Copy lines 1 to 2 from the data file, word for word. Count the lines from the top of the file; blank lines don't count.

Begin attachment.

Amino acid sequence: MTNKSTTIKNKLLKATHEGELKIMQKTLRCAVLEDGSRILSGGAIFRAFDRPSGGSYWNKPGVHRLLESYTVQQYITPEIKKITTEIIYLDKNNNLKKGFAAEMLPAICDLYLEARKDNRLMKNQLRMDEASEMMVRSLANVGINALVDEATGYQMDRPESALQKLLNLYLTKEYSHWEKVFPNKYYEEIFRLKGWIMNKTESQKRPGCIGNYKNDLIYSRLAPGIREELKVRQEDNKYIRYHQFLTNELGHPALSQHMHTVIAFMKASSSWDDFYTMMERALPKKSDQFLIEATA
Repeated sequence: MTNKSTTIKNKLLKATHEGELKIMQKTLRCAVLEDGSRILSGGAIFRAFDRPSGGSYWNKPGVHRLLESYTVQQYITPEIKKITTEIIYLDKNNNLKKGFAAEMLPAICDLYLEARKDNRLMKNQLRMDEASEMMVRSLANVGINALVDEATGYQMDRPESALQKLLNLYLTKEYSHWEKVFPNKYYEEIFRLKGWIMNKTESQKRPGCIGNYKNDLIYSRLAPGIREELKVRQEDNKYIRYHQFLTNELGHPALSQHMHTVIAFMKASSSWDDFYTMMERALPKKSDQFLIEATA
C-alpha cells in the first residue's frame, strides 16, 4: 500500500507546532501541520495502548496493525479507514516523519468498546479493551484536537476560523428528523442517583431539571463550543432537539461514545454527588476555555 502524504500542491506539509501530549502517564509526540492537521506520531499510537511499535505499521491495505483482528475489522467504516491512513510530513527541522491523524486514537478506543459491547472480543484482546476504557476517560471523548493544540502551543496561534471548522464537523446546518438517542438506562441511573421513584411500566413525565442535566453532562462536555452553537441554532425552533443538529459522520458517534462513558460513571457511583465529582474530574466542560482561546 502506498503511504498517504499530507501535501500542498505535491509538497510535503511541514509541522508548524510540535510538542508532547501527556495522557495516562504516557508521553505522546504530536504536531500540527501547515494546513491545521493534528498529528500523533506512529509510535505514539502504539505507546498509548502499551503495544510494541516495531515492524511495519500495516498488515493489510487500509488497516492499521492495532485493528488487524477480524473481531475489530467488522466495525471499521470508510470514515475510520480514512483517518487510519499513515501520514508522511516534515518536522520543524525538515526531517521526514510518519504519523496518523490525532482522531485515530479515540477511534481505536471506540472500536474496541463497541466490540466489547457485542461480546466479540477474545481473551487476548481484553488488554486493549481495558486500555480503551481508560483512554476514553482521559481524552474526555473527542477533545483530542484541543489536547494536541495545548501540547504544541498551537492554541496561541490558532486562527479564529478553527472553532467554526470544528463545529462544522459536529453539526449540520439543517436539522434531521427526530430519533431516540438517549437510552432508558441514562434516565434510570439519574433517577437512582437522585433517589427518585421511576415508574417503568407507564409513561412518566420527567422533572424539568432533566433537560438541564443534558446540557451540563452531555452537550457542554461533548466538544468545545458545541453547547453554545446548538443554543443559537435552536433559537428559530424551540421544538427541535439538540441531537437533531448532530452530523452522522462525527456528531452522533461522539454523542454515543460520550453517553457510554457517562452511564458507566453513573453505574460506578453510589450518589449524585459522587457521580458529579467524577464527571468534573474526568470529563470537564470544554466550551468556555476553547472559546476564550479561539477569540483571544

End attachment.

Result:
Amino acid sequence: MTNKSTTIKNKLLKATHEGELKIMQKTLRCAVLEDGSRILSGGAIFRAFDRPSGGSYWNKPGVHRLLESYTVQQYITPEIKKITTEIIYLDKNNNLKKGFAAEMLPAICDLYLEARKDNRLMKNQLRMDEASEMMVRSLANVGINALVDEATGYQMDRPESALQKLLNLYLTKEYSHWEKVFPNKYYEEIFRLKGWIMNKTESQKRPGCIGNYKNDLIYSRLAPGIREELKVRQEDNKYIRYHQFLTNELGHPALSQHMHTVIAFMKASSSWDDFYTMMERALPKKSDQFLIEATA
Repeated sequence: MTNKSTTIKNKLLKATHEGELKIMQKTLRCAVLEDGSRILSGGAIFRAFDRPSGGSYWNKPGVHRLLESYTVQQYITPEIKKITTEIIYLDKNNNLKKGFAAEMLPAICDLYLEARKDNRLMKNQLRMDEASEMMVRSLANVGINALVDEATGYQMDRPESALQKLLNLYLTKEYSHWEKVFPNKYYEEIFRLKGWIMNKTESQKRPGCIGNYKNDLIYSRLAPGIREELKVRQEDNKYIRYHQFLTNELGHPALSQHMHTVIAFMKASSSWDDFYTMMERALPKKSDQFLIEATA